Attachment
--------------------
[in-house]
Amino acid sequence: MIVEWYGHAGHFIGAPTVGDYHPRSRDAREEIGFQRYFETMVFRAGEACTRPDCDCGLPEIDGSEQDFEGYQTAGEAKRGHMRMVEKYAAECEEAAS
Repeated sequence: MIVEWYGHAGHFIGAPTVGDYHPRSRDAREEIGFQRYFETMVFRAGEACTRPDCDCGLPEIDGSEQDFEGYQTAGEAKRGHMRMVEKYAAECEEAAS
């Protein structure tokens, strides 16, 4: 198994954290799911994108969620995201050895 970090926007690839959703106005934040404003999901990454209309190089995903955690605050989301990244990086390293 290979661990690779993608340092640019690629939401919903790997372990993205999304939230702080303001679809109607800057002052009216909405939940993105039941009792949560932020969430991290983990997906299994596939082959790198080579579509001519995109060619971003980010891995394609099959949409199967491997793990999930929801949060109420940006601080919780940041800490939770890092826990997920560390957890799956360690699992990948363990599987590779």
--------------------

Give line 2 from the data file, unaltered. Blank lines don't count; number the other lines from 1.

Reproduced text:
Amino acid sequence: MIVEWYGHAGHFIGAPTVGDYHPRSRDAREEIGFQRYFETMVFRAGEACTRPDCDCGLPEIDGSEQDFEGYQTAGEAKRGHMRMVEKYAAECEEAAS